Poor quality nursing home (NH) care and resulting poor resident outcomes are of enormous and increasing concern, particularly for elders with urinary incontinence and pain. Despite the prevalence of these problems and available evidence-based practice protocols (EBP) that could dramatically improve care and outcomes, the dissemination and implementation of EBPs in nursing homes is sparse. Further, of the several EBP implementation studies, few are in NHs. Yet compared with acute care settings, several NH characteristics (lower staff educational levels, fewer professional RNs, and high staff turnover) suggest that successful EBP implementation strategies should be substantially different. Building on the research team's prior work and the Translation Science resource-rich environment of the U of I College of Nursing, this resubmission of a New Investigator R01 proposes a systematic trial of an innovative intervention (Multi-level Translation Research Application in Nursing Homes, M-TRAIN). M-TRAIN is a dual-pronged approach that combines models of Translation Research and Empowerment Research: The EBP component targets dissemination and implementation of practice changes; the staff empowerment component increases staff personal agency satisfaction to subsequently decrease turnover. The two mutually reinforcing approaches will result in better resident outcomes than either alone. Theoretically driven aims guide the directional hypotheses to test the effects of the M-TRAIN on 1) resident INCONTINENCE and PAIN outcomes 2) EBP adoption; 3) nursing home quality indicators (eg NHQI, state citations, staff turnover and 4) differentiate NH characteristics for high and low adopters. The M- TRAIN intervention includes short block education to teams from each NH, staff leadership training, and expert follow-up assistance with EBP implementation. A two-group pre/post test experimental design with repeated measures is used. Fifty NHs (stratified by size) will be randomly assigned to experimental or wait- listed control groups. Hierarchical linear modeling (HLM) approaches (levels 1-3) will be employed for analysis. The study is innovative because M-TRAIN addresses NH and staff variables that are barriers to practice changes, including training and supporting staff teams (RN & CNA) for EBP implementation and using an """"""""insider"""""""" nurse consultant to assist the teams with implementation. The proposed research is significant because of the urgent need in NHs to improve outcomes for elderly residents with INCONTINENCE and PAIN, retain staff, and the potential the EBP Empowerment intervention has to do both. The study will evaluate outcomes for nursing homes, elderly residents, and new ways to assist RNs and CNAs use the most current knowledge to care for elders with pain and urinary incontinence. ? ? ?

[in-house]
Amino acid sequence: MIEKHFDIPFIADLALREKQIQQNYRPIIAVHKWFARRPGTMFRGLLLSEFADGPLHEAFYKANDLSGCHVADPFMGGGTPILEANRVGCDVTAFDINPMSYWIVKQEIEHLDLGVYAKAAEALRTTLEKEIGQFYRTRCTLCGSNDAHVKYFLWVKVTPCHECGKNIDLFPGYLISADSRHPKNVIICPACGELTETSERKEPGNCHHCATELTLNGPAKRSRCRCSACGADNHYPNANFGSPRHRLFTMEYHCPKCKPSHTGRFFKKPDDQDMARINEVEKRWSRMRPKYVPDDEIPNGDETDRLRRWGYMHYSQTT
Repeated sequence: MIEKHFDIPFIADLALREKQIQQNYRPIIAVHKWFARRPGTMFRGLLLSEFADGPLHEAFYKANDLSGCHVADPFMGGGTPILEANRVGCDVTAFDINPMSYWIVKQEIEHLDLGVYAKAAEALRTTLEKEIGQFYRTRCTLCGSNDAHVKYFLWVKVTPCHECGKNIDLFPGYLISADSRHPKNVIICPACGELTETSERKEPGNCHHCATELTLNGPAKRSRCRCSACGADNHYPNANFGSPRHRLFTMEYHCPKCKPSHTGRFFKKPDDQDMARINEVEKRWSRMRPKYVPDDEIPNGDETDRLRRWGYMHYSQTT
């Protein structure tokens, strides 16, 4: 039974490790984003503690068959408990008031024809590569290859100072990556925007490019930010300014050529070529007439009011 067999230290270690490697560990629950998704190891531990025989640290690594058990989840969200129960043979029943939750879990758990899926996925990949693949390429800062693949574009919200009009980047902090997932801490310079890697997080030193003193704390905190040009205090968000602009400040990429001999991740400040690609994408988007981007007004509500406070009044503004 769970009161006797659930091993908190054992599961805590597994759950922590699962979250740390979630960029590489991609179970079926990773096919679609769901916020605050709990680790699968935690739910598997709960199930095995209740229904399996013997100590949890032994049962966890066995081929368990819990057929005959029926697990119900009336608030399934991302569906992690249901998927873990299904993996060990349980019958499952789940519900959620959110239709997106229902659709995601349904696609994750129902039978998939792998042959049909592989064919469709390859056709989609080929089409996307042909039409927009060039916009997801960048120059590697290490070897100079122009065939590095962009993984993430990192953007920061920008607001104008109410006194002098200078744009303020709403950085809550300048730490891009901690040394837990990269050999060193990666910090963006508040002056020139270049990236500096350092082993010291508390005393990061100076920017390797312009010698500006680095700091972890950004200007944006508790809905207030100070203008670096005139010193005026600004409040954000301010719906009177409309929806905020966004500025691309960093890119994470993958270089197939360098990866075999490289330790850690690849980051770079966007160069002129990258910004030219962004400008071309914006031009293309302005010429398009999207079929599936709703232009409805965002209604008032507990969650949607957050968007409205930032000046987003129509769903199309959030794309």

National Institute of Health (NIH)
National Institute of Nursing Research (NINR)
Research Project (R01)
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Study Section
Nursing Science: Adults and Older Adults Study Section (NSAA)
Program Officer
Boyington, Josephine
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University of Iowa
Schools of Medicine
Iowa City
United States
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Sanders, Sara; Bern-Klug, Mercedes; Specht, Janet et al. (2012) Expanding the role of long-term care social workers: assessment and intervention related to urinary incontinence. J Gerontol Soc Work 55:262-81